Reverb #3: Moment

Prompt: Moment. Pick one moment during which you felt most alive this year. Describe it in vivid detail (texture, smells, voices, noises, colors).

There were many transcendent moments this year, but a particular one came quickly to mind that leaves them all in the dust. A few weeks ago, Robert was having dinner with some friends, so it was just me, the kids, and my half-hearted cooking efforts. That night it was hot dogs and canned fruit.

I was trying to think of ways to make it more interesting and special. One of my parenting axioms is the harder thing is the easier thing. Things flow better when I put in a little extra effort up front—the kids respond with delight and it’s fun for everyone. This isn’t always easy, especially when I’m tired myself. But it almost always pays off and, paradoxically, often requires less energy than just half-a**ing it.

Anyway, I decided that we’d eat by candlelight, so that night’s “harder thing” was digging up a bunch of votive candles from all over the house for our table.

We had some speckly bananas that were not going to be palatable on cereal the next morning, so I decided we’d have bananas dipped in chocolate syrup for dessert. We put them on bamboo skewers, and I squirted some Hershey’s into four little ceramic cups that were given to us as part of a chopsticks set but we use for everything under the sun—beads for craft projects, sunflower seeds during snack time, you name it.

After the bananas had been devoured, Caroline said wistfully, “There’s gotta be something else we can dip in this chocolate.” I balked at first and then thought ‘why not?'” And then it came to me: marshmallows! So I gave everyone a generous handful for dipping into the extra chocolate.

I think you know what is coming.

Sticks…
marshmallows…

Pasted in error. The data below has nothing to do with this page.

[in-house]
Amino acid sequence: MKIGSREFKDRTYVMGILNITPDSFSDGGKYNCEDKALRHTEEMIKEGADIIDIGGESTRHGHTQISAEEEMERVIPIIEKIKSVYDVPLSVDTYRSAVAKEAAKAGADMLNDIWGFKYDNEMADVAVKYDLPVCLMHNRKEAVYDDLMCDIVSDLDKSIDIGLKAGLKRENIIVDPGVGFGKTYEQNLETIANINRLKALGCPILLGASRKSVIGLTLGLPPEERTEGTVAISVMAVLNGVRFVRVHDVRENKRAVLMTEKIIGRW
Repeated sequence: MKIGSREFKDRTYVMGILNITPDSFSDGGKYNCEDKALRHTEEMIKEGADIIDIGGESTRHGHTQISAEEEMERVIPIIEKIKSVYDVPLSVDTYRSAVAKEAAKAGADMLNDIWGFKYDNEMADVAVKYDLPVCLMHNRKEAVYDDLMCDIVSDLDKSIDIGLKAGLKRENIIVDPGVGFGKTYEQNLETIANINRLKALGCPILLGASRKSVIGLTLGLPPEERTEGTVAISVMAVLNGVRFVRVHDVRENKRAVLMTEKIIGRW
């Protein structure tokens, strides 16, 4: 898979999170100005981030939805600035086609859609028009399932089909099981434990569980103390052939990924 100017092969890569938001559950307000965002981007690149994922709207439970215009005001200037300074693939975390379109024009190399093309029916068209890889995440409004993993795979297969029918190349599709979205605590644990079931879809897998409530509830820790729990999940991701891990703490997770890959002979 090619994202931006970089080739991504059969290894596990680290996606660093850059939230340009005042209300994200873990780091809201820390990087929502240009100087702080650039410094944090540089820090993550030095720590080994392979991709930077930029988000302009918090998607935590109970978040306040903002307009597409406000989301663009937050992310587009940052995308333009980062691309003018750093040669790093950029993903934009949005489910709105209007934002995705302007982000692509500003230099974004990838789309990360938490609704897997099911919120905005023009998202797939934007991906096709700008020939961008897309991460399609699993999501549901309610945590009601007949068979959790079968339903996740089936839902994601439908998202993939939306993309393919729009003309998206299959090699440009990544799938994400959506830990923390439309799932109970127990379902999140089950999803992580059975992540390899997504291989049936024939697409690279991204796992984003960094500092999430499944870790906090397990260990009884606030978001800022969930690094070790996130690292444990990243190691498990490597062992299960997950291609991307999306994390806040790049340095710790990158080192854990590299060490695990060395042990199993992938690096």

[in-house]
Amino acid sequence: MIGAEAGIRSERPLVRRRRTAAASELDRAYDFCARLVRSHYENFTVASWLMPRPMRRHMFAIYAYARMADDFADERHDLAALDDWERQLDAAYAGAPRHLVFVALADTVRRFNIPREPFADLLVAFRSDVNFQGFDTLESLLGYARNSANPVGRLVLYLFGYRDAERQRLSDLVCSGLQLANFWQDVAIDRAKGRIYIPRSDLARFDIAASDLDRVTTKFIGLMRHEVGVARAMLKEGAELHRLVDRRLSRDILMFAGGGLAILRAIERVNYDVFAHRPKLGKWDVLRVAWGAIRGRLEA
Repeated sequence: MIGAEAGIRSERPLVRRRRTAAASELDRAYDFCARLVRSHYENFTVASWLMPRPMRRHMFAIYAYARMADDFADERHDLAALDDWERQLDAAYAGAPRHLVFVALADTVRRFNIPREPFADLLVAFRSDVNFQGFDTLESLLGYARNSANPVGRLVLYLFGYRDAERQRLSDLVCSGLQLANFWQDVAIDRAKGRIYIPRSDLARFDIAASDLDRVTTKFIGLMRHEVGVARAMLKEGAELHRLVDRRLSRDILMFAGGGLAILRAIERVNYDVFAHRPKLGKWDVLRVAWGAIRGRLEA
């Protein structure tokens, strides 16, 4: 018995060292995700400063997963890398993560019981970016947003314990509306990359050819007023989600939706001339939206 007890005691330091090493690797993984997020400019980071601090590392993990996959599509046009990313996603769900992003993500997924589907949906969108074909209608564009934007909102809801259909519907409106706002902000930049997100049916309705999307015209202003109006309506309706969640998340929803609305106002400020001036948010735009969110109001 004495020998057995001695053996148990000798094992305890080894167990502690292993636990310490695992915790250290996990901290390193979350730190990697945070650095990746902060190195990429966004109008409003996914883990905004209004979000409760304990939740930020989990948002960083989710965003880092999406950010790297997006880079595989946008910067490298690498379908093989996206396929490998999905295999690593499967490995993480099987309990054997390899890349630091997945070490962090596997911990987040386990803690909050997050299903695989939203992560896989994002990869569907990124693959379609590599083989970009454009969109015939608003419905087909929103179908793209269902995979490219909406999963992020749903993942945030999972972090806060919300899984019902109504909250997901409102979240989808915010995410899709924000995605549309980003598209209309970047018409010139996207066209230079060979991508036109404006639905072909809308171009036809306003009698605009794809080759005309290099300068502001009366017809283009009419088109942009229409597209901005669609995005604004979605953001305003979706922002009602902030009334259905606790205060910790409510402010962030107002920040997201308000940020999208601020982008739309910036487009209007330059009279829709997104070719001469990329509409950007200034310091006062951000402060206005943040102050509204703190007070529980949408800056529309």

open flames…

Yes, next thing we knew, we were roasting marshmallows in our suburban kitchen. What made it even more awesomely awesome? They were mini-marshmallows.

Thankfully, three-year-old James was not interested in roasting, though he was more than happy to eat what I roasted. I think these were his first roasted marshmallows. I put the goo-covered stick into his mouth for him to sample, and the minute I pulled it out (clean), he started giggling uncontrollably. Yes, that is the right response to a roasted marshmallow.

I was the only one who set any on fire. Those little buggers go FAST.

As for what happened next, this should give you an idea:

And this:

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4 thoughts on “Reverb #3: Moment

  1. Dr. Dolly says:

    spontaneous chocolate and marshmallows. love it! bet your kids will remember that one for a long time.

  2. Brad says:

    It may sound strange but there’s something magical about roasted marshmallows! I think it’s because they’re always tied to happy times…

  3. Jan says:

    I really need to give this “the harder thing is the easier thing” a try!

  4. Rachel Heslin says:

    “Things flow better when I put in a little extra effort up front—the kids respond with delight and it’s fun for everyone. This isn’t always easy, especially when I’m tired myself. But it almost always pays off and, paradoxically, often requires less energy than just half-a**ing it.”

    Oh, yes.

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